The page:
This is important for the following reasons:

  1. Members desire relevant products. 
  2. Developing complex products — such as: annual conference, credentialing system, software, or longitudinal learning pathway — forces participants to confront evolving technical and market challenges. 
  3. The principles of cross-functional community and product development are better illustrated with complex products than with simple products. 
  4. Complex products require iteration to reach successful solution. 

A key outcome of engaging in the product community is a steady stream of product ideas. Associations are never at a loss for new ideas; within a product community new ideas have three important distinctions:  

  1. We have the criteria to identify good ideas and distinguish between opportunities and distractions.
  2. We know that members want these new products.
  3. We have a greater chance to execute within limited means.
  4. We know our products extend the association value proposition.

Developing and engaging meaningfully in a cross-functional community also means your association will gain a product mindset.

Socializing an Association-Wide Product Mindset

Associations excel at community-building; this is one of our timeless value drivers.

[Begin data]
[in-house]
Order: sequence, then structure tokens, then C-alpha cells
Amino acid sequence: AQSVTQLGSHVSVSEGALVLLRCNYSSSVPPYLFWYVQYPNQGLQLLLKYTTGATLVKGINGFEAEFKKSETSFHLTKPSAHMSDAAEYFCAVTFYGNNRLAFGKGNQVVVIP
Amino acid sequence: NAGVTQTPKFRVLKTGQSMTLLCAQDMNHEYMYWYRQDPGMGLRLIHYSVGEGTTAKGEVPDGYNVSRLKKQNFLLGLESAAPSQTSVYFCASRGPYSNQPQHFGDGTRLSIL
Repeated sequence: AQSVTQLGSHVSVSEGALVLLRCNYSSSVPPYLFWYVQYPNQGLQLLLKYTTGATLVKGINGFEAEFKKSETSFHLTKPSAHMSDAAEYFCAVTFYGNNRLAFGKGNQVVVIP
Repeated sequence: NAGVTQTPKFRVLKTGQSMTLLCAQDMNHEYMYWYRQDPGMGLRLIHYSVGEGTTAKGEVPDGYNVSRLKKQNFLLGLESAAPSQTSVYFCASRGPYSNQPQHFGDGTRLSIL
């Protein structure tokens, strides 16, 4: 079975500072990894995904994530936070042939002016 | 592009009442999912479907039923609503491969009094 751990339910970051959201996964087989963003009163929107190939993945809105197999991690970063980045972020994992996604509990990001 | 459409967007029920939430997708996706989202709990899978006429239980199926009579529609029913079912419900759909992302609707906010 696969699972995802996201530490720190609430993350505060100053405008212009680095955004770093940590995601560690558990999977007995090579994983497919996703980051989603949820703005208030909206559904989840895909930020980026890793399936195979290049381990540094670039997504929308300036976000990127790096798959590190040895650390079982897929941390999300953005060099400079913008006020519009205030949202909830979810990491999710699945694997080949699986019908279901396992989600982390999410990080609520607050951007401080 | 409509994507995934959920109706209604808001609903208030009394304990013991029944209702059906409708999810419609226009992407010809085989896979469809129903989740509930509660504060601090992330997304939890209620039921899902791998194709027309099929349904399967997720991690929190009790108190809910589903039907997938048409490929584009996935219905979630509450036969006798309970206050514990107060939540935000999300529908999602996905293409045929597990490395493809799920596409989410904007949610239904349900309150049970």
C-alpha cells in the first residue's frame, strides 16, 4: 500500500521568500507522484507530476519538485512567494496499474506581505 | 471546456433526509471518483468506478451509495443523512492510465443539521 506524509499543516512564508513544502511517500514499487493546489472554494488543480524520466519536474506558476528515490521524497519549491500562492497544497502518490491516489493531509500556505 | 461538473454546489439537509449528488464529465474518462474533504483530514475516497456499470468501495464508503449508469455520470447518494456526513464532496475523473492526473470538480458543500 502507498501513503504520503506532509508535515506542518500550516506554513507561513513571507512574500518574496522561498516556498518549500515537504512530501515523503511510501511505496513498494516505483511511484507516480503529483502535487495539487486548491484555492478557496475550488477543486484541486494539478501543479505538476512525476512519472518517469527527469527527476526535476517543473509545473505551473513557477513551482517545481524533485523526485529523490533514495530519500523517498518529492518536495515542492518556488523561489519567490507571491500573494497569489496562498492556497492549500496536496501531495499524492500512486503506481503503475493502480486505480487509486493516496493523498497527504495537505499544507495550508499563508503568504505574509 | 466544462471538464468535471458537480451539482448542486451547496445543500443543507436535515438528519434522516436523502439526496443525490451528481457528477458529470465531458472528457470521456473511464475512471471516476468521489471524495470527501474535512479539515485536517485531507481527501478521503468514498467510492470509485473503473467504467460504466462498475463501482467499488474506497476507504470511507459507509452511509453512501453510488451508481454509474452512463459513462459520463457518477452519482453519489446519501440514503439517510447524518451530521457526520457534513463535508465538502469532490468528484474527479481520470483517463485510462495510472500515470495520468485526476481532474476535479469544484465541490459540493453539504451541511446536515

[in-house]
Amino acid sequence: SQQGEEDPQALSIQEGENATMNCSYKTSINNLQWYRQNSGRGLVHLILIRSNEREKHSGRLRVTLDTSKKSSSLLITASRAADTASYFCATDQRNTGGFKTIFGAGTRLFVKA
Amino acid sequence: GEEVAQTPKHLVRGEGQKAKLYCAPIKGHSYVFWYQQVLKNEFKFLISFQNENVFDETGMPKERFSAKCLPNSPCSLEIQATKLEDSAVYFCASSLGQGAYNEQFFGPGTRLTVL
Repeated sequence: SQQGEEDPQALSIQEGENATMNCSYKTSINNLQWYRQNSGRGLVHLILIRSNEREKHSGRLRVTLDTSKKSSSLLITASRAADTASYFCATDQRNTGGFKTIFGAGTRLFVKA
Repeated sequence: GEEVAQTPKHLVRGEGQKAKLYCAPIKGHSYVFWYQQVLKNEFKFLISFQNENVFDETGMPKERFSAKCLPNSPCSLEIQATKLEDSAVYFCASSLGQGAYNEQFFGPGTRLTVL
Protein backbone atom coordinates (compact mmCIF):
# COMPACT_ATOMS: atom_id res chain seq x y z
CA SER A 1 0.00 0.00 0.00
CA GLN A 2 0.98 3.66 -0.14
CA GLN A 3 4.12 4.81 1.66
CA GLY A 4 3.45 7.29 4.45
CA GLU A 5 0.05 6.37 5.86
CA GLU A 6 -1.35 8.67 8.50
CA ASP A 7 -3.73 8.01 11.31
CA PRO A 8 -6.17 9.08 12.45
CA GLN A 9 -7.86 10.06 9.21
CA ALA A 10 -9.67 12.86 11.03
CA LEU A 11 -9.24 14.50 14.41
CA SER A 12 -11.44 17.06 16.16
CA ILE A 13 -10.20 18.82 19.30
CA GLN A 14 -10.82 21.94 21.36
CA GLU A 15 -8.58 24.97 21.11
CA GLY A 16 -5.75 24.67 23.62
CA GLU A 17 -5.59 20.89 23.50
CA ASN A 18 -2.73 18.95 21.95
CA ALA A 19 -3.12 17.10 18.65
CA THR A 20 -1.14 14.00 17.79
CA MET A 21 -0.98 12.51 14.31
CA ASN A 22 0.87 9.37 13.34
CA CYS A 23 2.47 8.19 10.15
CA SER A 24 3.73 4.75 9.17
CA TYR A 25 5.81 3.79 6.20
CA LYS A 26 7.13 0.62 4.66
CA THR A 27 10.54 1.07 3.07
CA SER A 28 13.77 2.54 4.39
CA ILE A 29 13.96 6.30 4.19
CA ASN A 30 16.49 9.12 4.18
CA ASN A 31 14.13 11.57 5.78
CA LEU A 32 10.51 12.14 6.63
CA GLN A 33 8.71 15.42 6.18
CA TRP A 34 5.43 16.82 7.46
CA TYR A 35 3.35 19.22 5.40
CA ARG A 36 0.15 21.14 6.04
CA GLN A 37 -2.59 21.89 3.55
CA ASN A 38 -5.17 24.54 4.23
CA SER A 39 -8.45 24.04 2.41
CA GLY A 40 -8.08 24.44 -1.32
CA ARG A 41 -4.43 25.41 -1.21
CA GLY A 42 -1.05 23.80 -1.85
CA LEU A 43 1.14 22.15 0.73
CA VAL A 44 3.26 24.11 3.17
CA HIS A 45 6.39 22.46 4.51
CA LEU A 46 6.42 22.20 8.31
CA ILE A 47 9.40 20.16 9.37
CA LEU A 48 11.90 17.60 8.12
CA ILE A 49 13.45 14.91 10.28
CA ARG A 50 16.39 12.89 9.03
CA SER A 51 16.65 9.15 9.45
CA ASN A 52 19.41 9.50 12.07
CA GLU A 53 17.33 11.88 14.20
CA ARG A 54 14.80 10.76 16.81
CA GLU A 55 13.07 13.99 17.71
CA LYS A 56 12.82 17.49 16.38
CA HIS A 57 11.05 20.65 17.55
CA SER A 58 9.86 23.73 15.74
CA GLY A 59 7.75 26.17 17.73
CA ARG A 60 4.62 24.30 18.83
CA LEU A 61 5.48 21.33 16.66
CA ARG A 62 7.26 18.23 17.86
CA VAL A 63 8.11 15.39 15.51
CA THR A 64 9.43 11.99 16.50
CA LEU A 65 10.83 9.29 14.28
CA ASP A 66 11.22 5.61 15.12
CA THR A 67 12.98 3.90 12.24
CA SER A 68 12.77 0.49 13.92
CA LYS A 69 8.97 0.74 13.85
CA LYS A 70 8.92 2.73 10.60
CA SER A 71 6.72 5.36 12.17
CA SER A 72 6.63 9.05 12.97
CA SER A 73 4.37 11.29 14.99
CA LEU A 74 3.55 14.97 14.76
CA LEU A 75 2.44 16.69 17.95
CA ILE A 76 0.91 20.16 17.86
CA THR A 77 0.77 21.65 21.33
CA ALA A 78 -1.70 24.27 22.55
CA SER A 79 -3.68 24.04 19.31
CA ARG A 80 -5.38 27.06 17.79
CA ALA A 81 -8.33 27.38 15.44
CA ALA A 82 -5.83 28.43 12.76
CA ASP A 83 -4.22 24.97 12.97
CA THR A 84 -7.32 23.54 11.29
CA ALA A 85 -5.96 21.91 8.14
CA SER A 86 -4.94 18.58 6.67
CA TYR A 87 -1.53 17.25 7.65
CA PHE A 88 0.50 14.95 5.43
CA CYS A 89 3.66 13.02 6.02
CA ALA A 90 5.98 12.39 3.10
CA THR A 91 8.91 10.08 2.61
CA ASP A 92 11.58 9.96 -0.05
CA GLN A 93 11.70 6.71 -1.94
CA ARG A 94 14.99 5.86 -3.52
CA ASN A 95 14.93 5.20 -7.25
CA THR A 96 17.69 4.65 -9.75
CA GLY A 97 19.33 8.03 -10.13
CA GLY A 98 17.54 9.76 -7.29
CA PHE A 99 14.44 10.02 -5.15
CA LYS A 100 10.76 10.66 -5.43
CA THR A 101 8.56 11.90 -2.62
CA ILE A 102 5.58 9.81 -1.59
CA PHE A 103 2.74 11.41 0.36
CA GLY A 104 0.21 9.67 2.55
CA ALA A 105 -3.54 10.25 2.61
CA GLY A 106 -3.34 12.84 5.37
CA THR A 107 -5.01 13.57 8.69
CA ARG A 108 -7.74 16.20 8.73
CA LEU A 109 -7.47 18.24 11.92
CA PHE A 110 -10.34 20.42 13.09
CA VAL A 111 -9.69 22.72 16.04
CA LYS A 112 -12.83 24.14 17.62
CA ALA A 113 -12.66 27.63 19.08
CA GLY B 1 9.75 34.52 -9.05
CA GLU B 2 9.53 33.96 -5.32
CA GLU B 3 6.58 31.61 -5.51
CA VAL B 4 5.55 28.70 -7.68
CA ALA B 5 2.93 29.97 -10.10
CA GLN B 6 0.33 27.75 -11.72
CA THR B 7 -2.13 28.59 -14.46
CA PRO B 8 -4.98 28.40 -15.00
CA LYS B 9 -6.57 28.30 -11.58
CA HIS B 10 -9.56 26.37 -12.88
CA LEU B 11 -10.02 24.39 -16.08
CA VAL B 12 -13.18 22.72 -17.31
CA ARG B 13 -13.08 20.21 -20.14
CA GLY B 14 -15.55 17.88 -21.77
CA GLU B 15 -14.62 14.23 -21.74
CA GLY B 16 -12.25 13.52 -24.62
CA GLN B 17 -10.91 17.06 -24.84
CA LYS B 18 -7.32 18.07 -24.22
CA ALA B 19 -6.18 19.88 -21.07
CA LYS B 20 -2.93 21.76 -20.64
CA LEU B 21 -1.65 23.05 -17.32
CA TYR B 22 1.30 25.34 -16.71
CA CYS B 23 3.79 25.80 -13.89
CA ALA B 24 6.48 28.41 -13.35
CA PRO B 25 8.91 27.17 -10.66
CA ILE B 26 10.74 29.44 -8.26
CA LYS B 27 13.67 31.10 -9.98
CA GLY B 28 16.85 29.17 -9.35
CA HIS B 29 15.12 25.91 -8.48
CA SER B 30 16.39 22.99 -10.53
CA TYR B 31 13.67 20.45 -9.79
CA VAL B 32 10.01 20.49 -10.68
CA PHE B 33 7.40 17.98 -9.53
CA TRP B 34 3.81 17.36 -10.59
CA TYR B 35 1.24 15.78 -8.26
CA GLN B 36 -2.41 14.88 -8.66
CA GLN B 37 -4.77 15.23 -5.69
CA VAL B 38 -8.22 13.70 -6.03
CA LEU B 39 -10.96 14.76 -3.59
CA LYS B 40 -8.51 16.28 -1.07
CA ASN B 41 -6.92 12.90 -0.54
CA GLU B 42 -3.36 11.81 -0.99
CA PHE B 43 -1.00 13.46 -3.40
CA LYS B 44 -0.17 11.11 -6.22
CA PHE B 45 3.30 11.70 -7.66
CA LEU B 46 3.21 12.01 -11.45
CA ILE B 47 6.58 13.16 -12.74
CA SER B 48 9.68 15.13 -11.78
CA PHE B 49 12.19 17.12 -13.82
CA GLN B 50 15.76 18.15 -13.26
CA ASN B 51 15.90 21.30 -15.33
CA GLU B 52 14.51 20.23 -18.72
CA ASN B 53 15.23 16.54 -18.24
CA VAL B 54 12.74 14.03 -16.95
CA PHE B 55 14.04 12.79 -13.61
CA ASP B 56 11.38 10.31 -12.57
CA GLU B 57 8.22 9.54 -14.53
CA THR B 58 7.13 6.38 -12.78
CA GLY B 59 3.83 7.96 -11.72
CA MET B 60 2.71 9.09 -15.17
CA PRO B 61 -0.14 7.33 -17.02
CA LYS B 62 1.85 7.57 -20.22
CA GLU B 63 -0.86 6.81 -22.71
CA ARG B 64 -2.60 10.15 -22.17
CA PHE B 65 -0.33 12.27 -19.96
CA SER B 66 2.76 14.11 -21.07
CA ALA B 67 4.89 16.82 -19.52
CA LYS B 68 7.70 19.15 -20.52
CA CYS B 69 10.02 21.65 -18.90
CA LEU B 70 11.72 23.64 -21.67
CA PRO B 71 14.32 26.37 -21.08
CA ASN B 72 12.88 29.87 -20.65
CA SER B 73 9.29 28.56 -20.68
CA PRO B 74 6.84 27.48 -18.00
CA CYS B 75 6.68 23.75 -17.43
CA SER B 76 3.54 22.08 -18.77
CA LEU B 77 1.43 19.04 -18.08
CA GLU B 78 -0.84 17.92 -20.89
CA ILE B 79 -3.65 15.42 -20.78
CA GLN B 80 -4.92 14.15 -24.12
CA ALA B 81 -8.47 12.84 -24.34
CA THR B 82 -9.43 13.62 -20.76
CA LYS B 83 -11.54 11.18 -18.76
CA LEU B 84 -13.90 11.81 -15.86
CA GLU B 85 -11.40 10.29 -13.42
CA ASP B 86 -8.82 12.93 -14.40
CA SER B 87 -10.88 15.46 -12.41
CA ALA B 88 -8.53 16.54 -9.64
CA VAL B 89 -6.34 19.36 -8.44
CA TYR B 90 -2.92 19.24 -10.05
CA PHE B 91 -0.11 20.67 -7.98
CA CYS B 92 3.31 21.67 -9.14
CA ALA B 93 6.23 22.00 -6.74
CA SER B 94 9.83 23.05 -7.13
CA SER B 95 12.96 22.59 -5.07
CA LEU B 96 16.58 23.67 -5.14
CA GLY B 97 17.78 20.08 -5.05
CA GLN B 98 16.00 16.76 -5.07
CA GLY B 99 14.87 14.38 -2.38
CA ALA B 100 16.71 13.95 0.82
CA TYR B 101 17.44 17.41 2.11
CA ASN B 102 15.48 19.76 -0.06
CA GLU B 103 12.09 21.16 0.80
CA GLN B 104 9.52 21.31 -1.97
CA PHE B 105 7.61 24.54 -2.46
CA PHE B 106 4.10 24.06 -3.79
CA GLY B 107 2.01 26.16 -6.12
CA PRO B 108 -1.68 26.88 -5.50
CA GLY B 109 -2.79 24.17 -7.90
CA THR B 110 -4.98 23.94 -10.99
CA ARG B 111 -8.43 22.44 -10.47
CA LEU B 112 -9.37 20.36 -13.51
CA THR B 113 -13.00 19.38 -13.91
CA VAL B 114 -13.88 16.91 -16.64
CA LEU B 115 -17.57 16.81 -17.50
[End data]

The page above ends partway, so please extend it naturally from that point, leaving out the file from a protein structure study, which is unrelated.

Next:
How can we complement our community-building instinct with relevant, usable skills in product development? 

How can we socialize these two skill areas – community building and product development – so we have a cohesive staff focused on the same problems in the same way? 

We’ve developed the association product competencies to drive a product mindset which incorporates the knowledge, skills, and behaviors that contribute to individual, team, and organizational performance. 

Knowledge is gained through experience and practice. Skills are the result of applying knowledge by creating new products. 

The product community is natively designed as a peer learning experience that is live, interactive, and engaging. Product community resources are a combination of frameworks, articles, videos, and online content.

The product community is led by one or more facilitators charged with guiding the experience, communicating the program goals, and holding the cohort accountable for completing the work. 

The facilitator also adjusts weekly lessons and objectives and invites subject matter experts as resources to the cohort. 

The product community is an investment in people in both money and time. 

Intentionally designed cohorts should be diverse coming from all angles of the association: membership, education, finance, marketing, engagement, publishing, technology, grants, and development. 

This intentional cross-boundary grouping creates an essential tension that propels a new way of developing value for the customer. 

From a systems perspective, cooperation among diverse actors is seen as key to successful innovation.

About the Author

James Young is founder and chief learning officer of the Product Community®. Jim is an engaging trainer and leading thinker in the worlds of associations, learning communities, and product development. Prior to starting the Product Community®, Jim served as Chief Learning Officer at both the American College of Chest Physicians and the Society of College and University Planning.